Most observers of the winter's sparring sessions are of the opinion that Schumacher and his Benetton-Ford could represent a genuine threat to the aspirations of Alain Prost and Damon Hill, the two drivers occupying the seats at the defending champions and favourites, Williams-Renault, this year.
Benetton's hierarchy are positively bullish about their prospects for a season which opens at Kyalami, South Africa, on Sunday. They expect race wins, increasing momentum and a serious assault on Williams.
Schumacher is more circumspect. 'I just won't say stupid things,' he reasons. 'I will only be realistic and it is not realistic at the moment to talk about the championship. Williams are in front. I hope we are closer, but still Williams are in front and until we are in front it is not enough. I do believe we can put pressure on Williams, but even that does not mean we can win the championship. OK, maybe we can be lucky. If they make mistakes and have lots of problems, perhaps we can win. Anything is possible. But we should not expect that.'
Schumacher talks down a good game, but then he has been talking down his potential impact on Formula One since his spectacular arrival in the late summer of 1991.
One race weekend with Jordan was enough to convince Benetton he was worth poaching, whatever the controversial circumstances, and sufficient to forewarn the German of the expectations about to be draped over his shoulders. He was adamant he would not contemplate superstardom and be subjected to the 'intolerable pressures' which had burdened and buckled his compatriots, Boris Becker and Steffi Graf. Eighteen months on he has completed his first full season, won his first race and finished third in the championship. There is no question about it, at the age of 24 Schumacher is a star. Yet still he resists. 'I don't want to see all over the media that I am the next hero,' he insisted.
He has, in any case, apparently rendered himself immune to such a threat by rediscovering himself - and not reading the papers. 'Last year was a difficult year for me,' he said. 'So much has happened so quickly and I took notice of what was being said in the newspapers and on television. Now I don't read the papers. I believe only what I know to be true.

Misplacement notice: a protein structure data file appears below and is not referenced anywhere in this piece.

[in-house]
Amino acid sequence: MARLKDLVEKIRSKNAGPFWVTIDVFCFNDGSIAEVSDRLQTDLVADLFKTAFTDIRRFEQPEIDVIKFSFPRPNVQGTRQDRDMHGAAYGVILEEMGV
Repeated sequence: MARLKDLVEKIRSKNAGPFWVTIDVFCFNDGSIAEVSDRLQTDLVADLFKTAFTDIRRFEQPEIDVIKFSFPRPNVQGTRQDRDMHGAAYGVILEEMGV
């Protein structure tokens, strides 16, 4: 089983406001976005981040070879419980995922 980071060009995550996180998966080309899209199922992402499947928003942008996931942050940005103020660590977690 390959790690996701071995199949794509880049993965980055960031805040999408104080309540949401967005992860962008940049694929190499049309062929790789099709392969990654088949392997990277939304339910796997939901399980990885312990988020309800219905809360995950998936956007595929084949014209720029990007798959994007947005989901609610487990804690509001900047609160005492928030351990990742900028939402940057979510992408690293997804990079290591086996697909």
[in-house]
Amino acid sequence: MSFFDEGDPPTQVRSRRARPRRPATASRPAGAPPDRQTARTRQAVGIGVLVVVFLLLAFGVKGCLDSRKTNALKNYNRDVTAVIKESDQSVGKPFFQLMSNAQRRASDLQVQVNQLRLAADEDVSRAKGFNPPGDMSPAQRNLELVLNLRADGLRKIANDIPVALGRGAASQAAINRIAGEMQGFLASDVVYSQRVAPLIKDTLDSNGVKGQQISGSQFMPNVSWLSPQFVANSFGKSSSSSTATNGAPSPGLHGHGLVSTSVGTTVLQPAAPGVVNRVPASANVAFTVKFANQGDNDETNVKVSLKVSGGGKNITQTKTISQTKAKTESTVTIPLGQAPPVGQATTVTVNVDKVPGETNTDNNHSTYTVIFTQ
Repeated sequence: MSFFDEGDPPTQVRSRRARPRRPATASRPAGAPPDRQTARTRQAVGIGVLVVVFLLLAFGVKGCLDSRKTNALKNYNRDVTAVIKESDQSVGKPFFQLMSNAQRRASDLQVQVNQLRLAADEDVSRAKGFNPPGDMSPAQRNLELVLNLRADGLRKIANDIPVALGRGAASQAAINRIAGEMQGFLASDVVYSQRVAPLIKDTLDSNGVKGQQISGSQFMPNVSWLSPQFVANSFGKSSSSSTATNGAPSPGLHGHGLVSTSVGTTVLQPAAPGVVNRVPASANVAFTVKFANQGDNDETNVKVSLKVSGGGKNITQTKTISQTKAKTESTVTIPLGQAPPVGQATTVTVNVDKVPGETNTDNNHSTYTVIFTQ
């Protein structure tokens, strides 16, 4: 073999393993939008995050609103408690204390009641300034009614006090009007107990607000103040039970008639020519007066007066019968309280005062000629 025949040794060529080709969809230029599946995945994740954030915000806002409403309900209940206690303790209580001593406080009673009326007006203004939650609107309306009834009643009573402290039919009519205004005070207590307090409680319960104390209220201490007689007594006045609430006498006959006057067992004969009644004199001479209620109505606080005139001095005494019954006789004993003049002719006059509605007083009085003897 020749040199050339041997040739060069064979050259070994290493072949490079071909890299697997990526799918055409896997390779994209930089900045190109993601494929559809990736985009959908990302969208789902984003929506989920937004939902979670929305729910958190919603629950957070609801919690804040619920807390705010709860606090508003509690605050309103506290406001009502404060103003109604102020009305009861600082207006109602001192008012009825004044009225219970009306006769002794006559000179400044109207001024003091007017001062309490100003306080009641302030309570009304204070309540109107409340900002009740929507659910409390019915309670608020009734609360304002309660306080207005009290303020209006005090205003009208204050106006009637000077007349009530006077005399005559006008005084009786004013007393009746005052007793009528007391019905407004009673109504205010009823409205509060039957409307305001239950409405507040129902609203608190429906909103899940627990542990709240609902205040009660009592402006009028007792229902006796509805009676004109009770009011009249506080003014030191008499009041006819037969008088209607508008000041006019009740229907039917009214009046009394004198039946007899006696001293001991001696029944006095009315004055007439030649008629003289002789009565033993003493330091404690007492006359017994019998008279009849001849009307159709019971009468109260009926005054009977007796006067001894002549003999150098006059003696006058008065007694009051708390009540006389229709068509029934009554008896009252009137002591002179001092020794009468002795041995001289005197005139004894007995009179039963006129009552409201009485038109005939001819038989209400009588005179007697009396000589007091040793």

'This way there is not so much pressure. I don't feel it and I won't accept it. It is a question of attitude. Because of this attitude I am much more self-confident this year.
'Last year I was not so much myself as I am now. You have to come back to yourself. I have realised this. A little experience helps, of course, and I feel more mature. There is a German expression which, roughly translated, goes: 'What you call in the wood comes back'.'
Listening to Schumacher you cannot help but discern echoes of Ayrton Senna, that other high- speed philosopher. Schumacher, like the Brazilian, is committed to combative driving and has acquired a pad in Monaco where he can escape the hero-worshippers of his own land.
Schumacher, who had his skirmishes with Senna last season, makes no apologies for his aggression then, and warns he has no intention of becoming a shrinking violet this time. 'I try to race, to compete, to fight,' he says. 'That is what we are here for and if that is a problem for people they must learn to live with it.'
For all that, Schumacher contends the world of Formula One is not quite the jungle it is often portrayed as. 'It's not as cold as some people try to represent it,' he said. 'Sure, in the case of a couple of drivers, it is not so good, but in general the relationships between us are good. We're not all at war.'
Schumacher is greatly for the home comforts he has found at Benetton. 'Without this team I could not have had the success I have had already,' he said. 'It is not just the car. It is the people. That is just as important.
'When I was younger I had the right school at Mercedes. I made the right decision to move from Jordan to Benetton. I had good advice, but the decision was mindful. I have always made the right decision in my career, so I should say I am a lucky boy.'
There is, however, nothing lucky about Schumacher's performances on the track and he leads the new generation of drivers confronting the old order. A fresh season beckons; perhaps a different era, too.
'It is the natural way of things for new heroes to come through,' he acknowledges. 'Last year Alain Prost went away, this year Nigel Mansell has gone away. We still do not know whether Senna will have a full season.
'But there has to be change. If Damon Hill wins races he will be the next hero for Britain.'
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